What leads Simon to this display of unworthiness? Was there some terrible sinful action we don’t know about in his past? Does he think he is not deserving of this abundant catch? I believe there is something more. Remember, Simon often has spiritual intuition. He is the first of the disciples to say that Jesus is the Christ, the messiah. Jesus says Simon knows this because the Spirit has revealed it to him. Simon is a man of intuitive leaps. He often fails to look before he leaps, but his mind is always jumping ahead. He is ready to walk on water out to Jesus, the first to say he will never deny him at the Last Supper. He is a man of impetuous action, and he knows a big moment when he sees it. Simon knows this is such a moment. It is not about a miracle of catching fish. He senses that he is the one caught in the net of something much greater than himself, and this scares him. His life is about to be pushed out into deeper waters, and he wants Jesus to go away before his life gets upended.
This is a natural reaction to a significant purpose coming into our lives. I see this through the eyes of a writer. Most books are a struggle against resistance, that our best work will be met with scorn and failure. E.B. White, the famous Maine author of “Charlotte’s Web,” was such a great writer he wrote the book “The Elements of Style,” which has defined generations of writers. But every manuscript he sent to his publisher was an act of courage. He would go to the post office, and his hands would tremble, and he thought about throwing the package away. Once mailed, he would get sick to his stomach, feeling he had just made a colossal mistake. Most acts of creative new beginnings are met with deep internal resistance.
This is the plotline of call stories throughout the Bible. God speaks to Moses at the burning bush, and Moses replies, “Who am I to go to Pharaoh?” The Old Testament reading from today is the call of the prophet Isaiah. He has a grand vision of God sitting on a throne, and mystical six-winged seraphs fly around. We get the song “Here I Am, Lord” from this story. But “Here I am, send me” was not Isaiah’s first response. He fell to his knees just like Simon and said, “I am a man of unclean lips, from a people with unclean lips.” You can see the parallels as both Isaiah and Simon sense they are being given a task by God, and their first reaction is, “I am not worthy.”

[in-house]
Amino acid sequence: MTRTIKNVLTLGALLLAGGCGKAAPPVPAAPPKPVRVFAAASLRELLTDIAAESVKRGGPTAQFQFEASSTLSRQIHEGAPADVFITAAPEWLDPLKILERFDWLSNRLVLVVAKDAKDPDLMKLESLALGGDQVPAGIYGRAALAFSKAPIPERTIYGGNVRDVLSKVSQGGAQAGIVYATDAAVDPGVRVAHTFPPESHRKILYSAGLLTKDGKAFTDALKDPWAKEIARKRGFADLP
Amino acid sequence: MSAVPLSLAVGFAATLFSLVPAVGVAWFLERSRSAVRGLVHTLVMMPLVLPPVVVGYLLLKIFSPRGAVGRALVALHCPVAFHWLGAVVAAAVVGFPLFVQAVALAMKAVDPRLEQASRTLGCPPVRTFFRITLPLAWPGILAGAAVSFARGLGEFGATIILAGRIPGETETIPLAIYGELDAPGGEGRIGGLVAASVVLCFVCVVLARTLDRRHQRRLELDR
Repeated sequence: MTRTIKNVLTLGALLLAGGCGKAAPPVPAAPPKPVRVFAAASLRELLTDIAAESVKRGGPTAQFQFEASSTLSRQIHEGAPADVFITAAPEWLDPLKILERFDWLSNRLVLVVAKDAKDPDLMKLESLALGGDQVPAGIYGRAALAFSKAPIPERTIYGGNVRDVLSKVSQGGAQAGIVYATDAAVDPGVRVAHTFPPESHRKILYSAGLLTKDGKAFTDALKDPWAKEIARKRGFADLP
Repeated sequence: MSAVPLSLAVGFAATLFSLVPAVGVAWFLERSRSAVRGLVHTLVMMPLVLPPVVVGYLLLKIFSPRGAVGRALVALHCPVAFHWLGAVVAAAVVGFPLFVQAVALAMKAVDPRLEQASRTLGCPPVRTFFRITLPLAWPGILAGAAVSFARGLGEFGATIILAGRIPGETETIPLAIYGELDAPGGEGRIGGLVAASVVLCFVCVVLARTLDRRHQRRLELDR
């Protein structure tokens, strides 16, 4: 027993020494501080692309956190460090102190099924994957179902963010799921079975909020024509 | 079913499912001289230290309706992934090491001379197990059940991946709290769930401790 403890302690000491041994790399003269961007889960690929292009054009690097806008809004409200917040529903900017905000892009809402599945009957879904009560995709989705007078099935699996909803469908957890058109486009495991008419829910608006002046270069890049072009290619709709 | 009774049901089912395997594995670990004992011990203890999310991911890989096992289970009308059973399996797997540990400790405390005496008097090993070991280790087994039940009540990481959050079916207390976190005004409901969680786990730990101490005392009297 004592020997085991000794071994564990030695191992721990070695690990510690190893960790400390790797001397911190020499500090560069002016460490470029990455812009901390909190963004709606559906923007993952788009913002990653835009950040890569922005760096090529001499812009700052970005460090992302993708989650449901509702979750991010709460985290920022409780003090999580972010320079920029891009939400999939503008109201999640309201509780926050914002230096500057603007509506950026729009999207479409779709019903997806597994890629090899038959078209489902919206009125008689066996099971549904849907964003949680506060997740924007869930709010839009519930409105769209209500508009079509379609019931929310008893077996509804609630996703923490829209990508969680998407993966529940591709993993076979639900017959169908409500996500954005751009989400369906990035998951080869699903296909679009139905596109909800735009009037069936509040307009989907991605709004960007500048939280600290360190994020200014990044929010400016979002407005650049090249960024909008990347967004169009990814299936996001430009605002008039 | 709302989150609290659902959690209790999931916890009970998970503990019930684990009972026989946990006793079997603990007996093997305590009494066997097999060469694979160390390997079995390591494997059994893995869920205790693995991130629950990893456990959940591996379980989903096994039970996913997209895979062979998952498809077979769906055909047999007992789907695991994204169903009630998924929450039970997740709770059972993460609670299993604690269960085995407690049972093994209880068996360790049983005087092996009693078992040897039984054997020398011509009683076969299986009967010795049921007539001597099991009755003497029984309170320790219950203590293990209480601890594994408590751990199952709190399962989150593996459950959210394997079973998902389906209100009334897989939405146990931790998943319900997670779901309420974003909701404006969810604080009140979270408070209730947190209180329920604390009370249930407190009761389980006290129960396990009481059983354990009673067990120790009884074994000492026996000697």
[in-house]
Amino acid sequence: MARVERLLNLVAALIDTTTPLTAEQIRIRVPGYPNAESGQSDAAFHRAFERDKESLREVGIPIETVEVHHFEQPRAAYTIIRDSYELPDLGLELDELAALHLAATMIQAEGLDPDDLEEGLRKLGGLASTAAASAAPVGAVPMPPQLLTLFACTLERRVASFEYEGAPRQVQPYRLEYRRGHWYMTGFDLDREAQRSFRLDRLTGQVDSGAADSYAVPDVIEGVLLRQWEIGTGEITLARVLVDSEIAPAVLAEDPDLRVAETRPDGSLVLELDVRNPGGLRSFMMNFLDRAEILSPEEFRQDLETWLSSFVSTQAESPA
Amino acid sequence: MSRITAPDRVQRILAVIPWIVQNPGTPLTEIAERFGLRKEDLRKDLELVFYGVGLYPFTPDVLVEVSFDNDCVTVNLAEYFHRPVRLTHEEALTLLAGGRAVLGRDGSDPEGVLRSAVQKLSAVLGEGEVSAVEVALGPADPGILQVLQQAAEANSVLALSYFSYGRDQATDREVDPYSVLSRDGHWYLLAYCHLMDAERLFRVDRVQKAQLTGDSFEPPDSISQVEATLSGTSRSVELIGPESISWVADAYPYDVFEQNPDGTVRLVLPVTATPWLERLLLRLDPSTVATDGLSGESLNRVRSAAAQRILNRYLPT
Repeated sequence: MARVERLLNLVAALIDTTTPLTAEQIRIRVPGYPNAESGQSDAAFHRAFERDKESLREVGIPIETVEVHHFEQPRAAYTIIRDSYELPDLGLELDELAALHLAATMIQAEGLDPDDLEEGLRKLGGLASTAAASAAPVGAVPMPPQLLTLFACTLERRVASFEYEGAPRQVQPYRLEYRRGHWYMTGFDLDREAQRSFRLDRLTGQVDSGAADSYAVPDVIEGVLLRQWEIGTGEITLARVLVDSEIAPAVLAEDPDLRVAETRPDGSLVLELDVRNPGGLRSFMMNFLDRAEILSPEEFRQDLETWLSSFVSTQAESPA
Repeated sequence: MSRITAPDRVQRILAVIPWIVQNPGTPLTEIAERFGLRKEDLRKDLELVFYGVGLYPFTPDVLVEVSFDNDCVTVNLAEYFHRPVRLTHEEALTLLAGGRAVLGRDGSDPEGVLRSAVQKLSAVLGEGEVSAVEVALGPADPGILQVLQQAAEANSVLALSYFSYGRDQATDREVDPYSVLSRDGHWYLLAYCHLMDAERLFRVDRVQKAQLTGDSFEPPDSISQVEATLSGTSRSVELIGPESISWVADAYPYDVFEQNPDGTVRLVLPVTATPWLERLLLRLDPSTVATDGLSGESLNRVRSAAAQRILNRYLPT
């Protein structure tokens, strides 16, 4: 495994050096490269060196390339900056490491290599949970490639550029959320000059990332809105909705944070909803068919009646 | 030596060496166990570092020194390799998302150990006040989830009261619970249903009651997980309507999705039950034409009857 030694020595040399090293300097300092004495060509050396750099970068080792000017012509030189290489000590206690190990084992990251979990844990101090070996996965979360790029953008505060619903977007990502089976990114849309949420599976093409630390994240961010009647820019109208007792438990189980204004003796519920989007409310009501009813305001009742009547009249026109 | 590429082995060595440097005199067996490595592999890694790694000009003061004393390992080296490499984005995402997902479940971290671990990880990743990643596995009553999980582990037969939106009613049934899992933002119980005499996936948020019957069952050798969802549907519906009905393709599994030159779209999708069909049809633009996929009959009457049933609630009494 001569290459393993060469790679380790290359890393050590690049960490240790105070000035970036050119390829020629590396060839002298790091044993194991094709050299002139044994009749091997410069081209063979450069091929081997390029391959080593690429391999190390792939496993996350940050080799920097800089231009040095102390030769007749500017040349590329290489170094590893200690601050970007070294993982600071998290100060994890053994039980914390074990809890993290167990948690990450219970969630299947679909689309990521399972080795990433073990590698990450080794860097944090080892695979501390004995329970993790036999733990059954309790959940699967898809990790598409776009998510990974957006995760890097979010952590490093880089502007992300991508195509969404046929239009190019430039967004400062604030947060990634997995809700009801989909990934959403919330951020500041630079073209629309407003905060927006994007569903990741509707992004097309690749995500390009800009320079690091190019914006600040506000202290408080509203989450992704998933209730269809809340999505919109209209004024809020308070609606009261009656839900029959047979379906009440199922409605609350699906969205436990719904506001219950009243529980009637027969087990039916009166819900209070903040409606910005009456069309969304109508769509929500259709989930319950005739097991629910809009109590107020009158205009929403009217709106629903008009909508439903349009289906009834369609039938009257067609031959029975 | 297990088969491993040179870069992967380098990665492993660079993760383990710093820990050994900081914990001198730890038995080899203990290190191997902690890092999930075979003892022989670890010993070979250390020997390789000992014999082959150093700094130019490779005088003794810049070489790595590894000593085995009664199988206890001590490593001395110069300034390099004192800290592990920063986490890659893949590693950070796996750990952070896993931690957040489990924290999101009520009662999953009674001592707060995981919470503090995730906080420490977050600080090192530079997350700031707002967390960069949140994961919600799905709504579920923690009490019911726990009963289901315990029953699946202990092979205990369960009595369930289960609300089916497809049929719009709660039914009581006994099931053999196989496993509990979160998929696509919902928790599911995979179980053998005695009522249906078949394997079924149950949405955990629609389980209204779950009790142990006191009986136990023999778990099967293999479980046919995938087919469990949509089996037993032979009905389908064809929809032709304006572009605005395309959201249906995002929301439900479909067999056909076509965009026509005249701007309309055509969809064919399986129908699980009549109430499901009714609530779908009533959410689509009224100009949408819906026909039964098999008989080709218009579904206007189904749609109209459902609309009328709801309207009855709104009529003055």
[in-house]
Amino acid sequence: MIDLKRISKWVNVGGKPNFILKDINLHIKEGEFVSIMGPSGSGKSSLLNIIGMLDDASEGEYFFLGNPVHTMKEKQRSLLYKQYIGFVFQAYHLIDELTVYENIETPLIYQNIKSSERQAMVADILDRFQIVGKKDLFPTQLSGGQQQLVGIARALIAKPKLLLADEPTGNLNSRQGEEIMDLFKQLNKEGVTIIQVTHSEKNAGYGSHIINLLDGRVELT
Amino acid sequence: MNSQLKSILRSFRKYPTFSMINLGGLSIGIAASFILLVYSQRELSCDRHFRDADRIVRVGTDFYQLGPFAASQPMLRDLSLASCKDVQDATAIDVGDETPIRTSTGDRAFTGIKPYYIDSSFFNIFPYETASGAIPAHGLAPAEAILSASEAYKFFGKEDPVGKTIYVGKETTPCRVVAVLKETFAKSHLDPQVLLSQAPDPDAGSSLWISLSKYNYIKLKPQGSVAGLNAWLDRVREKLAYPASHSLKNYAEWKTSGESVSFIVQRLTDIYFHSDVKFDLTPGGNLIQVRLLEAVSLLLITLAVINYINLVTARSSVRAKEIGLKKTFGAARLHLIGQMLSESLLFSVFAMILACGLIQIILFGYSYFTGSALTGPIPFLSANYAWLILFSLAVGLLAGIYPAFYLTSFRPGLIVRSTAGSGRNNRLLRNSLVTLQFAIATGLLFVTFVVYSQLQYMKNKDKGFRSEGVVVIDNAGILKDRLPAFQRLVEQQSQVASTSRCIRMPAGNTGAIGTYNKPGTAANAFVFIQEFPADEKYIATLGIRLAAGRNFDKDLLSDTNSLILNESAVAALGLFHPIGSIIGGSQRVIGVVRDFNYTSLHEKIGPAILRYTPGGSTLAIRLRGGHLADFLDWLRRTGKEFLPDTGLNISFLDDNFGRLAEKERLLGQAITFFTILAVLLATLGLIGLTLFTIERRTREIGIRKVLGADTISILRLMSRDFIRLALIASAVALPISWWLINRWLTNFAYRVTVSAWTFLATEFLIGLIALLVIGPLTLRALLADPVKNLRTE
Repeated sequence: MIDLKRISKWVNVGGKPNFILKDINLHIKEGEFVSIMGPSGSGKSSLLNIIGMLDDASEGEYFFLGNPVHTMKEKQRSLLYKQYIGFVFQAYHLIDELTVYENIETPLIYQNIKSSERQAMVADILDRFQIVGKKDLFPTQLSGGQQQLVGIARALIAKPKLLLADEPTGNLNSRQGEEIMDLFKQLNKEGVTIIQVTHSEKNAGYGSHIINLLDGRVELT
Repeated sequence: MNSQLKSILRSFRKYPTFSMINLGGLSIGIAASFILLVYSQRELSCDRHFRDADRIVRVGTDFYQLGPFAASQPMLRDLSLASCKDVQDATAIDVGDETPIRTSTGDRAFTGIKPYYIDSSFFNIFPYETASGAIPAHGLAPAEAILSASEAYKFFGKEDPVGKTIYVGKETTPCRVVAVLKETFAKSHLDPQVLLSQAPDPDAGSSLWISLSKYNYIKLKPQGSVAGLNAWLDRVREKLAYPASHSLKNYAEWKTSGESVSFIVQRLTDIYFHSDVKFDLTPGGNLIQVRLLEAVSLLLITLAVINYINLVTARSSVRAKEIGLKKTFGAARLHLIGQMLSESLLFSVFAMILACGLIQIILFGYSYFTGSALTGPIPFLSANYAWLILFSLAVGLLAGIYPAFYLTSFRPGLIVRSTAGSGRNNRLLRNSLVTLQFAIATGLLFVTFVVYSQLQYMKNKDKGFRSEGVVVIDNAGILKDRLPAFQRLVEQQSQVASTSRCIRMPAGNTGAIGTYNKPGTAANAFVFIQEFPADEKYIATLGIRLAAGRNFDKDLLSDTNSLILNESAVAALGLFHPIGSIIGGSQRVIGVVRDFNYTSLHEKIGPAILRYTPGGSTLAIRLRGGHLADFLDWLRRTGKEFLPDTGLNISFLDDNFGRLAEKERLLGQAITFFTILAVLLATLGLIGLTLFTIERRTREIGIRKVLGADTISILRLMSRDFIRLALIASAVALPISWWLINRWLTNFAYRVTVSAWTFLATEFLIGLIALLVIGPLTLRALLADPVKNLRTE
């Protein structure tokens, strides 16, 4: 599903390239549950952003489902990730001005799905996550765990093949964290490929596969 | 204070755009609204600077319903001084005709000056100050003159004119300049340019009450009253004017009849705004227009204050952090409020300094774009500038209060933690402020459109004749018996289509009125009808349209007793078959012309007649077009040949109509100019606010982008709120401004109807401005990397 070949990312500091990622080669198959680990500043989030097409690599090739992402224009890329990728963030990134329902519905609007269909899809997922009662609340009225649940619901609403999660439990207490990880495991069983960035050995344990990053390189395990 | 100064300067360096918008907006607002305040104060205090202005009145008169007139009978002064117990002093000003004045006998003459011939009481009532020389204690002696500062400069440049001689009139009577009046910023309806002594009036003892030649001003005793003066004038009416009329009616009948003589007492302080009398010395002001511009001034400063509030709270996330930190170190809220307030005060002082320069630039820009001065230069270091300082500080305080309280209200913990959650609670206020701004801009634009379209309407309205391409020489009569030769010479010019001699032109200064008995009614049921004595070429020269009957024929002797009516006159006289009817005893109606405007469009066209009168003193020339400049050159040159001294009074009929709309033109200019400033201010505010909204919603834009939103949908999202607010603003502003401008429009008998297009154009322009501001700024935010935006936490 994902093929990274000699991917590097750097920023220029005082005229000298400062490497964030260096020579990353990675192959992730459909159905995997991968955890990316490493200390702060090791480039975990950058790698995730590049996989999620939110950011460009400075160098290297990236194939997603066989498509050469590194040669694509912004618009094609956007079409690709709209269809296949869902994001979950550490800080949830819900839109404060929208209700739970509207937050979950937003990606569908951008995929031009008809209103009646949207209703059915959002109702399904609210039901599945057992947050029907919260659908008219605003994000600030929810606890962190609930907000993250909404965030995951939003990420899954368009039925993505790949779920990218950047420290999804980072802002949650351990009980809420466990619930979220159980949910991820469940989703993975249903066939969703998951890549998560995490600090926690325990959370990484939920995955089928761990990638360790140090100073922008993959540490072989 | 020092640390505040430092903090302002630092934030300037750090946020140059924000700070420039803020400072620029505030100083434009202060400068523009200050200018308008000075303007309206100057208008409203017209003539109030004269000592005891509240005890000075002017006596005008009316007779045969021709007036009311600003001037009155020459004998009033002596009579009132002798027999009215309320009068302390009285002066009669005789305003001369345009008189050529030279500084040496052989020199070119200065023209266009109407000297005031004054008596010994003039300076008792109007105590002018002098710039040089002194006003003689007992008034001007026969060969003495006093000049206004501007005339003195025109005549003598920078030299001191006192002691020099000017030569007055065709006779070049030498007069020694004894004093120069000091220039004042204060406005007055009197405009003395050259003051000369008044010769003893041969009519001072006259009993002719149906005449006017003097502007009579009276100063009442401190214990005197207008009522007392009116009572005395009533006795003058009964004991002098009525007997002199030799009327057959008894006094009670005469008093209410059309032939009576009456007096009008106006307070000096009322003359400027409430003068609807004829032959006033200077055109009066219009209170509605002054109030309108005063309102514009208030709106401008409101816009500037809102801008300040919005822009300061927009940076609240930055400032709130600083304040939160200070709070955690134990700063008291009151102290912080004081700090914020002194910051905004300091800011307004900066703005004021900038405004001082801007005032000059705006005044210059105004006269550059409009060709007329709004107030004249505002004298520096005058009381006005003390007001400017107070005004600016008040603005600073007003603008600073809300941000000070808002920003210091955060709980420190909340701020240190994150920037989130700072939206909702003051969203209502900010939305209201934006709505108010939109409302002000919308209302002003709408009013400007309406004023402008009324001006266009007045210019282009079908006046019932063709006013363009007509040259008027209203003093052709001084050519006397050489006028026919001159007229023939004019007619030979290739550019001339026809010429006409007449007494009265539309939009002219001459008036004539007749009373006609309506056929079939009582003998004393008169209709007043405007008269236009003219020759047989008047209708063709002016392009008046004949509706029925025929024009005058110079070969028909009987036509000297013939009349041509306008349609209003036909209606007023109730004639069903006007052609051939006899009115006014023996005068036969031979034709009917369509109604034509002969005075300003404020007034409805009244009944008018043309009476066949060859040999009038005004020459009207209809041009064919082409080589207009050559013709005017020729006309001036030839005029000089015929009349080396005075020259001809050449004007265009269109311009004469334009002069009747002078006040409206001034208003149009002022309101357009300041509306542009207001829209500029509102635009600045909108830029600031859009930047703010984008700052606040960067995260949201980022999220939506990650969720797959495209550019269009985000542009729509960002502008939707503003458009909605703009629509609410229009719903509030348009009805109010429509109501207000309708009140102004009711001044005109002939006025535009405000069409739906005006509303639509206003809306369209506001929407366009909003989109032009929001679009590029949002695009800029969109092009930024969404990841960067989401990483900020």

Henry Emerson Fosdick often said that we are not fulfilled unless we find a purpose bigger than ourselves. This is frequently quoted in self-help books, and there is some research showing that a higher purpose leads to a more fulfilling life. But the important part is left out. When you find that purpose bigger than your self-interest, it will scare you. It will scare you because it will stretch your abilities, your assumptions, maybe even change your sense of self and your understanding of God along the way. In that light, it makes sense that Simon would fall on his knees and say, “Go away from me because I am a sinful man.”
We need to hear the following line to set us free for the adventure ahead. Jesus says to Simon, “Be not afraid. I will make you fish for people.” Be not afraid, Simon. Why? Because this is not just about you, your skills, worthiness, and faith. It is bigger than you because you are joining the work of God’s Spirit.
“Be not afraid” is one of the most essential phrases in the Bible. It occurs more than 100 times. When a messenger comes from God, the first words are usually “Be not afraid.” Resistance to the great adventure of faith is normal. But you can take the first step because it is not about your willpower but God’s invitation to you.
At some moment in the future, we will have a moment; let’s call it a deep water moment. You will be called to push out into deeper waters. It may be a new creative enterprise, a calling to live compassion and justice in a new way. You might be called to the deeper waters of discovering God again amid grief, hardship, or a period of deep cynicism. Our congregation may have a new challenge in mission come before us. And at first, it may scare us, and we too are tempted to fall on our knees and say, “Go away from me. Go away from the Congregational Church of Boothbay Harbor.” I just want my daily catch, my daily bread. Don’t ask me to go into the deeper waters. Hear Jesus' words again. “Be not afraid.” Don’t fear the deep waters. That is where the fish are. That is where your deepest hope, need, and passion will be found. Be not afraid. Push out into the deeper water. Amen.
Art Attribution: Miraculous Draught of Fishes, Goldsmith John Reilly (1928-2010), Oil on canvas, Painted in 1978 Â© John Reilly artist